When I wrap my 4 trucks up a few minutes after the last package comes down the belt I usually end up being sent to help some loader that is all stacked out. When I walk into those trucks I see 5000 boxes tossed under the 8000 shelf, air is strewn about on the 1000, 2000 shelf and on the floor. This loader has been loading for like 3 months and I asked him how much training he got and he said just the initial training the first day he started. Some loaders will figure it out by them selves, some will not, the ones that don’t figure it out need extra training. In the past they take those bad loaders and put them on the front end unloading/facing/splitting but there are so many now that they have run out of front end jobs for them and they have to load.

I’ve talked to the friend/T preload supe and load line supe about it but nothing gets done. Their ignorance costs the company so much money because drivers with bad loads and lots of misloads have to sort their trucks and meet shuttle drivers for misload transport etc. I just stopped caring, let management screw themselves over it’s not my problem.


Well-Known Member
Troll post? Well I guess it got the response of one.
A file full of refused to sign write ups at the panel shows an uncooperative employee who refuses to take responsibility for his / her actions. Believe it or not its a legitimate point to be made.

"Look at this stack of write ups. Management has tried to counsel this person 45 times and each time the person has refused to take any responsibility for his actions and has refused to committ to improving"

This does not prove an uncooperative employee.

I am a full time 22.3 employee and with 22 years of service, and I am a steward.

Do not sign anything. The only exception I make is for safety compliance training.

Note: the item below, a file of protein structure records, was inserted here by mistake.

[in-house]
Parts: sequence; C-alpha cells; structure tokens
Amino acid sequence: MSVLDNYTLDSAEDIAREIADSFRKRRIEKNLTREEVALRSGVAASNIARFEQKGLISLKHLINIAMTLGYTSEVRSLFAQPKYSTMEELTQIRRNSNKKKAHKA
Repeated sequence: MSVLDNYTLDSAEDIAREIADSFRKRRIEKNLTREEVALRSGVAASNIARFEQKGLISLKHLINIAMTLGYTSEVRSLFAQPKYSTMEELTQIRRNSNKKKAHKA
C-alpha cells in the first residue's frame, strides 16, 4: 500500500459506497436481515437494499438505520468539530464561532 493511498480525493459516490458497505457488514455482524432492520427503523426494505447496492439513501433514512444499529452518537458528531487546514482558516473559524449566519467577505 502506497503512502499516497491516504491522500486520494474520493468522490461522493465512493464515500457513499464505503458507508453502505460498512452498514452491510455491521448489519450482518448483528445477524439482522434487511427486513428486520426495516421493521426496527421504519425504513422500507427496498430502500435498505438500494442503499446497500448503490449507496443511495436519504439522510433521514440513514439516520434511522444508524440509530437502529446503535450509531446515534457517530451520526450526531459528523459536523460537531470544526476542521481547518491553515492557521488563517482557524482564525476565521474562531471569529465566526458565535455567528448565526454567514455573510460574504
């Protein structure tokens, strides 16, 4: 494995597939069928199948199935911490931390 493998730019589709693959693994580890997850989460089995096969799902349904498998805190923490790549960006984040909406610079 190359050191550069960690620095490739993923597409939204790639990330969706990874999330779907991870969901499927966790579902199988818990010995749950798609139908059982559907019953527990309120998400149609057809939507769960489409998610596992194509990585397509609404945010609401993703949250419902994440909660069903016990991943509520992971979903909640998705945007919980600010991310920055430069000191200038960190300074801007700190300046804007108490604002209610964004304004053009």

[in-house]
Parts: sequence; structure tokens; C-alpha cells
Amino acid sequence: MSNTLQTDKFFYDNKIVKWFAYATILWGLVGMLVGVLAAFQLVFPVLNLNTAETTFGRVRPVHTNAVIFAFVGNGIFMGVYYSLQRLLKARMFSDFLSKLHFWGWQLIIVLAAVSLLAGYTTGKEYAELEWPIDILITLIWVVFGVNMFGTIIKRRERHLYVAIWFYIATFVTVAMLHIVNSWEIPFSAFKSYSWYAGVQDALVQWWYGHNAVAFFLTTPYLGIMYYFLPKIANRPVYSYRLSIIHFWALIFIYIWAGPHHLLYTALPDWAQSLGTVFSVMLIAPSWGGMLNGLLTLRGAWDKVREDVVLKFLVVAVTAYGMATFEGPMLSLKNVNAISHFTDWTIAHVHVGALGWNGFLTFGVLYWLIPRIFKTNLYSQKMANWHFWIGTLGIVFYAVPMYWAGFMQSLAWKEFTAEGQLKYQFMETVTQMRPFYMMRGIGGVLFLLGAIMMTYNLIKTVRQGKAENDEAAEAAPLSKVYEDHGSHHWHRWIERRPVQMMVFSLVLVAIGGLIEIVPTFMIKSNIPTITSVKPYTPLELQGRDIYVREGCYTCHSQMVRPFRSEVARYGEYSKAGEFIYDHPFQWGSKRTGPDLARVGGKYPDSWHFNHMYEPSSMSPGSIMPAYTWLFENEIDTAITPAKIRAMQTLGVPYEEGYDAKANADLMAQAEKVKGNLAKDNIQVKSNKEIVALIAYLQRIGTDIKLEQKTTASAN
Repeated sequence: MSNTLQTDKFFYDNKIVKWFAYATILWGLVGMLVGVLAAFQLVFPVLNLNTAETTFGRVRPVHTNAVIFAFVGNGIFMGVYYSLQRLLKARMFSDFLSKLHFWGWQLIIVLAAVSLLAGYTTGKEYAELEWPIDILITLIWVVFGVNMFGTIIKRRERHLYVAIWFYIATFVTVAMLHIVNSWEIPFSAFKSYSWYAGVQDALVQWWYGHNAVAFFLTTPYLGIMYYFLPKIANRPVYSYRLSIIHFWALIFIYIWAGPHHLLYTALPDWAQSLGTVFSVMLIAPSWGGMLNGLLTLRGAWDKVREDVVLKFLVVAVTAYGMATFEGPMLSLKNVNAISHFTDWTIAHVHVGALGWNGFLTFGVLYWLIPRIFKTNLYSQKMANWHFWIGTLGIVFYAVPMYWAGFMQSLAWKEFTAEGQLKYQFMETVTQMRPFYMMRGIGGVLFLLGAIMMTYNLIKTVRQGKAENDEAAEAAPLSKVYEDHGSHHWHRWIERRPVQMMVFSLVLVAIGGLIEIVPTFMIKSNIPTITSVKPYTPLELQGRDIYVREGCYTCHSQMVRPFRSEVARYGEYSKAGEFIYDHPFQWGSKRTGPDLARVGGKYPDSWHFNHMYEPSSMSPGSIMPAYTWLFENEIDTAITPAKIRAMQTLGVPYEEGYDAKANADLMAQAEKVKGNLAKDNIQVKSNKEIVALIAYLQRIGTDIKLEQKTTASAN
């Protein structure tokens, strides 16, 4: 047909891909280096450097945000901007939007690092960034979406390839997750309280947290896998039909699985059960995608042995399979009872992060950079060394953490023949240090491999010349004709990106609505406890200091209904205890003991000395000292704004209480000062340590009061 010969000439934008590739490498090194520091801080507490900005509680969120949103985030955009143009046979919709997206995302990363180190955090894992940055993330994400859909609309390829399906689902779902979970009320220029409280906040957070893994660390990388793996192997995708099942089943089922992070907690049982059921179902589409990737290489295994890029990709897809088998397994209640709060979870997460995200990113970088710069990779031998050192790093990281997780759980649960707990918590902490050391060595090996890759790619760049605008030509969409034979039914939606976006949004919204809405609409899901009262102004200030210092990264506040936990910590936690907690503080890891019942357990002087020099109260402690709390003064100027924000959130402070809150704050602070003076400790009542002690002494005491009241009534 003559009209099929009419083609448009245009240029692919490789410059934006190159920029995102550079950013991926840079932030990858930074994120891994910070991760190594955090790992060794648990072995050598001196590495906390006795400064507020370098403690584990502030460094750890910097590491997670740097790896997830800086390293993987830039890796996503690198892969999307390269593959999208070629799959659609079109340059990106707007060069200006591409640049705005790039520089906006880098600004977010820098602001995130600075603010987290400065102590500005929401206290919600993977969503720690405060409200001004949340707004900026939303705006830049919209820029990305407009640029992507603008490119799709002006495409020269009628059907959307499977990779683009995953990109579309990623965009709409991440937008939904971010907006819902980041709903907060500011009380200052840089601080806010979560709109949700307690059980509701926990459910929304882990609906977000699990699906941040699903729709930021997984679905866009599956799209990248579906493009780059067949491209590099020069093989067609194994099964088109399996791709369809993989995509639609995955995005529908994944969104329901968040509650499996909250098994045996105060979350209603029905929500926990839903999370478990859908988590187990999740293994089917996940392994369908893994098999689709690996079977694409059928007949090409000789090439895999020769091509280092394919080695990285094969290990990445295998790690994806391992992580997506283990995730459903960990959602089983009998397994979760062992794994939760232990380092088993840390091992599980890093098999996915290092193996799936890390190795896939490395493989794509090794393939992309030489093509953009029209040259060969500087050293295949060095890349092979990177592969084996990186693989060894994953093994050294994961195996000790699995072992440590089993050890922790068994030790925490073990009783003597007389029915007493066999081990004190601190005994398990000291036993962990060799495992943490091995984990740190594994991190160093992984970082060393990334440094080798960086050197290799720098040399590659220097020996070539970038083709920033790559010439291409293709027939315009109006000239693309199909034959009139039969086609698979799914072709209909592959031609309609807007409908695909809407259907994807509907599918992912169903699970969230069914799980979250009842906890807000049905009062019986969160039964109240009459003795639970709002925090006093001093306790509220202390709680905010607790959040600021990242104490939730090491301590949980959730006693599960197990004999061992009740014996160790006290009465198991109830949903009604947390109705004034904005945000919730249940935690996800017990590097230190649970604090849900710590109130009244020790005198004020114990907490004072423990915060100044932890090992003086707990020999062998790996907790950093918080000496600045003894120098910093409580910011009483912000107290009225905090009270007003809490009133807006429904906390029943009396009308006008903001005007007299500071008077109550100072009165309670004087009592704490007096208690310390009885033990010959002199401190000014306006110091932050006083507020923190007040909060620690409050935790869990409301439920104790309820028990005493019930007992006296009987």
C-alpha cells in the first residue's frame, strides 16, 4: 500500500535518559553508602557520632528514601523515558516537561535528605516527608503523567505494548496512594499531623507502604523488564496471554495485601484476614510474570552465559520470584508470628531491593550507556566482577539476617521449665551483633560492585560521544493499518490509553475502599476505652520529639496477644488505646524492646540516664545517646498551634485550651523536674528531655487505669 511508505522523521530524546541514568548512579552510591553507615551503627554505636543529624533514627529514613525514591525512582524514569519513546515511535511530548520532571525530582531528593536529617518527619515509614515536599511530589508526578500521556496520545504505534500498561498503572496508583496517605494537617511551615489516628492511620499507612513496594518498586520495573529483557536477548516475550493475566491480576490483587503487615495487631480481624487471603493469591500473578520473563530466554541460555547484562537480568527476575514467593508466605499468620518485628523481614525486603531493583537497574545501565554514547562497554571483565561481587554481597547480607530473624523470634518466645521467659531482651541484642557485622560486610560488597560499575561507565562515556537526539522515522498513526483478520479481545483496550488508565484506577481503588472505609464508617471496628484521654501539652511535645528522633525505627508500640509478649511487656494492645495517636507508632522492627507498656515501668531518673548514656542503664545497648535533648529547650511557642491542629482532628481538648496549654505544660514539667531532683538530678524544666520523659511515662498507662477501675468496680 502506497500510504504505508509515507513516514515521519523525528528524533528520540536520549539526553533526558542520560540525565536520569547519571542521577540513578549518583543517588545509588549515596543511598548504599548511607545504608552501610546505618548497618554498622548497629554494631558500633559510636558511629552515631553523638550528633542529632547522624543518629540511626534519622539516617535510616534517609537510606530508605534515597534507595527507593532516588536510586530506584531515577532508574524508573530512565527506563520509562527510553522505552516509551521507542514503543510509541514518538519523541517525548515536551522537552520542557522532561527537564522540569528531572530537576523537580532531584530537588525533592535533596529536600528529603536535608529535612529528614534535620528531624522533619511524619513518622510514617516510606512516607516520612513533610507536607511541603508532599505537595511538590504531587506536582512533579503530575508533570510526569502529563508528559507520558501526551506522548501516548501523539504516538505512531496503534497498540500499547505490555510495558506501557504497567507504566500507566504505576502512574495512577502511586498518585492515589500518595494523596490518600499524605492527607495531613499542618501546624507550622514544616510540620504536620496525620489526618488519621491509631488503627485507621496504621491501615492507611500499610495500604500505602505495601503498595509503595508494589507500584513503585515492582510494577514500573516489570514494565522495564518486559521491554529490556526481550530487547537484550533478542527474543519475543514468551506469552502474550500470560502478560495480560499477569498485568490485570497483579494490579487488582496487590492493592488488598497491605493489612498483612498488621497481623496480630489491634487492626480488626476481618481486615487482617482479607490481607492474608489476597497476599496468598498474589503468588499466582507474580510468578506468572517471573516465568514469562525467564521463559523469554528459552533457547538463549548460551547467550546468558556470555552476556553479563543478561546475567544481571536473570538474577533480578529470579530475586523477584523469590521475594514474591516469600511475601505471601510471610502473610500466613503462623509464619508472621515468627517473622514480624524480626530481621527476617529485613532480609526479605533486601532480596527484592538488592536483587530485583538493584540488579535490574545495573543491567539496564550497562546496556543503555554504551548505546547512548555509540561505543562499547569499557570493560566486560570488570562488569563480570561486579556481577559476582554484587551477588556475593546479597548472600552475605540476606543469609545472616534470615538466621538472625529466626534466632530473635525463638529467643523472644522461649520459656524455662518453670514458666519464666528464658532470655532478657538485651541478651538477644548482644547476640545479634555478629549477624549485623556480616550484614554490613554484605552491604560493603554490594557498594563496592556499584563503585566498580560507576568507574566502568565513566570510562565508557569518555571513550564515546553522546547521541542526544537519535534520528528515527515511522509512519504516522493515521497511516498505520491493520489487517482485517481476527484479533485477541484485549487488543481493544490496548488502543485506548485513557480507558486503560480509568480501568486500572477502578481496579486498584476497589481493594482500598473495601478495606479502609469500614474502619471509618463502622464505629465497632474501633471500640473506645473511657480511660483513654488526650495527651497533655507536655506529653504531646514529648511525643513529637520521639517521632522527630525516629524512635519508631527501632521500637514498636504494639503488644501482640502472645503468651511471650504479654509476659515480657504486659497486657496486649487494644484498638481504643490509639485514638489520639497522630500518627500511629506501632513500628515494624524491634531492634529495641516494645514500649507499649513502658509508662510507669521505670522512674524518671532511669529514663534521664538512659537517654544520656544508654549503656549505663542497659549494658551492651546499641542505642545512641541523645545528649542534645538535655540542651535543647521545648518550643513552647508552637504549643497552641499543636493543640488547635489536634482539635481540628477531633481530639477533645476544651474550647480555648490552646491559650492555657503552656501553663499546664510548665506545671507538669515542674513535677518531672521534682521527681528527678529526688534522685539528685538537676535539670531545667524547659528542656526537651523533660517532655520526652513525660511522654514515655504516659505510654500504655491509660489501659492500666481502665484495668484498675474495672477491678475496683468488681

Misloads in reference to preloaders is a problem.
You have add/cuts who did them? were they completed by the end of shift? If not let a supervisor know and let them take the fall for it.

Is the preloader assigned to one set of routes or are they tossed around? This makes a difference.

Does the preloader have anyone helping them load? How can you prove who loaded the package.

Does the preloader have adequate time to accomplish the work assigned to them? Do they have excessive volume?


When I was a preloader quality was job one for me. I did not worry about production. There are no production standards in the contract.

You do need to follow the methods.

If you are being OJS'd and you pull 300 pieces an hour and then later on you don't keep to demonstrated levels that is what they will write you up for - not working at demonstrated levels. It will haunt you. Period.

If you get a warning letter - file a grievance on it. If they do not give it to you within ten calendar days from when they told you were going to get it - it is then untimely - don't accept it or file a grievance on it.

If you have other questions please ask - I'll try to help. Don't make it easy on the sups make them prove the case. If you are a steward don't let them rush you. Make sure you take notes on each and every contact no matter how insignificant you think it might be.

Take notes..... Take notes......